keywords:
Cosmology: theory. Gravitational lensing: weak

1 Introduction

Since the first pioneering attempt to measure the galaxy-galaxy lensing (hereafter GGL) signal by Tyson et al. (1984), there have been significant technological developments in deep and wide-field astronomy, which have lead to the emergence of GGL as one of the most promising probes for simultaneously constraining both the cosmological and galaxy formation models.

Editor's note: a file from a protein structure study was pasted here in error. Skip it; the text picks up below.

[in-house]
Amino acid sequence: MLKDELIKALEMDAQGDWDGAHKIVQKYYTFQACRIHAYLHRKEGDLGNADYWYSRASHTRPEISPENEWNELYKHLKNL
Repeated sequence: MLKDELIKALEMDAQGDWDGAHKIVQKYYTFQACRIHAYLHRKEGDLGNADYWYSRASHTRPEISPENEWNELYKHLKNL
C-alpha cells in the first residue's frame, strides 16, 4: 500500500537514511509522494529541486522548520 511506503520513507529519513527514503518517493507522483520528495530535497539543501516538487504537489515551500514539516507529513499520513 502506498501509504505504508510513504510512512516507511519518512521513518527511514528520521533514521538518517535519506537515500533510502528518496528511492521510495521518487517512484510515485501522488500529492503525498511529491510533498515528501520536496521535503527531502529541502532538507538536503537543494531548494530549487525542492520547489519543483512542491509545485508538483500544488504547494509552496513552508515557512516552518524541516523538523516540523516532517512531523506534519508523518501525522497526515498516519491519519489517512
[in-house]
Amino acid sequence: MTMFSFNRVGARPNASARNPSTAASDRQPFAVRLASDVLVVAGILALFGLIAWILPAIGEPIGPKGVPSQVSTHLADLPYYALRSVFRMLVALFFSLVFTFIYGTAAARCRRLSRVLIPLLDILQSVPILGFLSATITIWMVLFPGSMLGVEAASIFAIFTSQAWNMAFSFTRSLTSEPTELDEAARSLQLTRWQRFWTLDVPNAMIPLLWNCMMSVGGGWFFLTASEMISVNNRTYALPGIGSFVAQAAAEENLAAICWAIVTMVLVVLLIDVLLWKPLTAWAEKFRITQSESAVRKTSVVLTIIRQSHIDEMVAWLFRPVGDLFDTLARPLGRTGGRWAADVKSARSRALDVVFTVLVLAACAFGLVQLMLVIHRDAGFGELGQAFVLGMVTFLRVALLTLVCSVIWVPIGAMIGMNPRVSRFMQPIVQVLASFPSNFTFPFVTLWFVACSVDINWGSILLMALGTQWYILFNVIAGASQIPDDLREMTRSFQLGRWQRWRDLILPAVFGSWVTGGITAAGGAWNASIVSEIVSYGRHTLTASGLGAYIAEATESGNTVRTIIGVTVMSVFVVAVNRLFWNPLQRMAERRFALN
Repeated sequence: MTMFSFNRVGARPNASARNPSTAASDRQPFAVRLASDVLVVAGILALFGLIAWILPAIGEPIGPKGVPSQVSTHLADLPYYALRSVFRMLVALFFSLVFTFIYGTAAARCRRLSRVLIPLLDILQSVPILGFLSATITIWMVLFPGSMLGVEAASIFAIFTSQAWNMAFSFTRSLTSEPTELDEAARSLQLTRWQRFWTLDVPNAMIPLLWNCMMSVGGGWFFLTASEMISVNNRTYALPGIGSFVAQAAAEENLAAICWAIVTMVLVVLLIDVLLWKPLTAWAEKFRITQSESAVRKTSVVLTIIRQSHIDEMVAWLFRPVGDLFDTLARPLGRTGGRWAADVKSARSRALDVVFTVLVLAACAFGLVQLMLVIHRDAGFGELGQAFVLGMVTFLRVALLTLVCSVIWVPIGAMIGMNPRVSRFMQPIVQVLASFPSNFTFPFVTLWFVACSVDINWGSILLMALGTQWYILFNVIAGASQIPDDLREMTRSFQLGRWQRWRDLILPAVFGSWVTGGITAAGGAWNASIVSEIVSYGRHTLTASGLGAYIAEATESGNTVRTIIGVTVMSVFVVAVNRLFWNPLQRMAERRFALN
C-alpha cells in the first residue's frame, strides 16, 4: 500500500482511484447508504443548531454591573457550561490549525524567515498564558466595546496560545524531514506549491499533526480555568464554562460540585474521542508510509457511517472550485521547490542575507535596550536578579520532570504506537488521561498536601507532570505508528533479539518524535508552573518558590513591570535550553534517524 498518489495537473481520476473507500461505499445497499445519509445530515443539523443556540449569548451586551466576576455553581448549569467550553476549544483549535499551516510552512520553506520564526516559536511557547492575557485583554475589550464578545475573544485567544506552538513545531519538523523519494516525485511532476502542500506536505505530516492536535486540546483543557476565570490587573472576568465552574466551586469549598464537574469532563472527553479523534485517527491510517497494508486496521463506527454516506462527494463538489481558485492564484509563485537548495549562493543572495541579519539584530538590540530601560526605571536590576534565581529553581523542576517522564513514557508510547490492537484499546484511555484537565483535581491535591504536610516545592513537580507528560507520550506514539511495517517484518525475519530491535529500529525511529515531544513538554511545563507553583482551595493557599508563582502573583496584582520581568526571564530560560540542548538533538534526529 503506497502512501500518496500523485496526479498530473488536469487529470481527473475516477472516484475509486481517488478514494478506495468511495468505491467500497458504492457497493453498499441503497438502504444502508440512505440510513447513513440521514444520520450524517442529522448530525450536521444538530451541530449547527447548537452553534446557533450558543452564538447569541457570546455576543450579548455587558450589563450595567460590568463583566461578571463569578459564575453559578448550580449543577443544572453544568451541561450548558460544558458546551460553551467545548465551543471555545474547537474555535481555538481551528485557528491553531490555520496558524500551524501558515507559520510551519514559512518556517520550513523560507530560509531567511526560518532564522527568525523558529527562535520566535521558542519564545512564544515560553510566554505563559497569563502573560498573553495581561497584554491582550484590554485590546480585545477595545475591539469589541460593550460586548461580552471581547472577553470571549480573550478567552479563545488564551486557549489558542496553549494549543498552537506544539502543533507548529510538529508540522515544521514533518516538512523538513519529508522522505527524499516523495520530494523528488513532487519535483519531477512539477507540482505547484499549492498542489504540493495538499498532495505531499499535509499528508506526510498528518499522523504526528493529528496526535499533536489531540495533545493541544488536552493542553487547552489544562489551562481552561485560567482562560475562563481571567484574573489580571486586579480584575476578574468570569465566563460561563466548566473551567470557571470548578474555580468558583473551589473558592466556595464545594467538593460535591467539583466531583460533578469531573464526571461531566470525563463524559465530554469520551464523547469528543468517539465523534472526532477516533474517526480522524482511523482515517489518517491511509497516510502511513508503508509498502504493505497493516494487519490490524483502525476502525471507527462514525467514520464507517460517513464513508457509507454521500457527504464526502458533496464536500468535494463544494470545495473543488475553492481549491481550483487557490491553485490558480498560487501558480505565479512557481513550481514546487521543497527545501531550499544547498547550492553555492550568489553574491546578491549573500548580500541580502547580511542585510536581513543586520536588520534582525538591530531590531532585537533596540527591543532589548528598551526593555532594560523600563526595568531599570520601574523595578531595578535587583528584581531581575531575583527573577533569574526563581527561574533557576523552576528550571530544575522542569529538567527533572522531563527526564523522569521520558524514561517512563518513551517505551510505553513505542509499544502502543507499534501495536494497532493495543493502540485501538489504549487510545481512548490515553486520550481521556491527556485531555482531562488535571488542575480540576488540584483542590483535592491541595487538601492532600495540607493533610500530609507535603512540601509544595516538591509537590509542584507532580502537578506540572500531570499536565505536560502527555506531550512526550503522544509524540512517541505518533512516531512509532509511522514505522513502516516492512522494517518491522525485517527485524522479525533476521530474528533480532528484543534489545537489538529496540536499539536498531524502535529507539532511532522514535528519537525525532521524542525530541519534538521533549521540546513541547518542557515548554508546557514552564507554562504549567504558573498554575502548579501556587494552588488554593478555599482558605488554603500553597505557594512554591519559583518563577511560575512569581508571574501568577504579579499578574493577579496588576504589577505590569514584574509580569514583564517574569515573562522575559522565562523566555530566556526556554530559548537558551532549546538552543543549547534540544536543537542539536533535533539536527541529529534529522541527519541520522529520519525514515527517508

The first robust detection of the GGL signal was made by Brainerd, Blandford & Smail (1996) using 90 arcmin of imaging data from the 5m Palomar telescope. They showed that whilst the tangential shear profile around individual galaxies was too weak to be measured, the stacked signal around all lens galaxies could be detected with high signal-to-noise. Since then there has been a rapid explosion in the field: the addition of the Wide-Field Camera to the Hubble Space Telescope enabled a number of key GGL studies (Griffiths et al., 1996; Hudson et al., 1998; dell’Antonio & Tyson, 1996; Leauthaud et al., 2012). The improvement of ground-based facilities such as the Canada-France-Hawaii Telescope has also led to significant developments (Wilson et al., 2001; Hoekstra, Yee & Gladders, 2004; Parker et al., 2007; van Uitert et al., 2011; Hudson et al., 2015; Velander et al., 2014). However, perhaps the most prolific work in this area comes from the analysis of the data from the Sloan Digital Sky Survey (hereafter SDSS) (McKay et al., 2001; Guzik & Seljak, 2001, 2002; Sheldon et al., 2004; Hirata et al., 2004; Mandelbaum et al., 2005, 2006c, 2006a, 2006b; Johnston et al., 2007; Sheldon et al., 2009b, a; Nakajima et al., 2012; Mandelbaum et al., 2013). All these works have revealed that the GGL signal is a complex function depending on a number of galaxy properties, such as luminosity, colour, spectral type etc. The key importance of GGL is that it enables one to make a direct link from galaxy properties to the underlying dark matter distribution. Indeed, these works have also constrained the mass, density profiles, ellipticity of the dark matter haloes hosting the lens galaxies.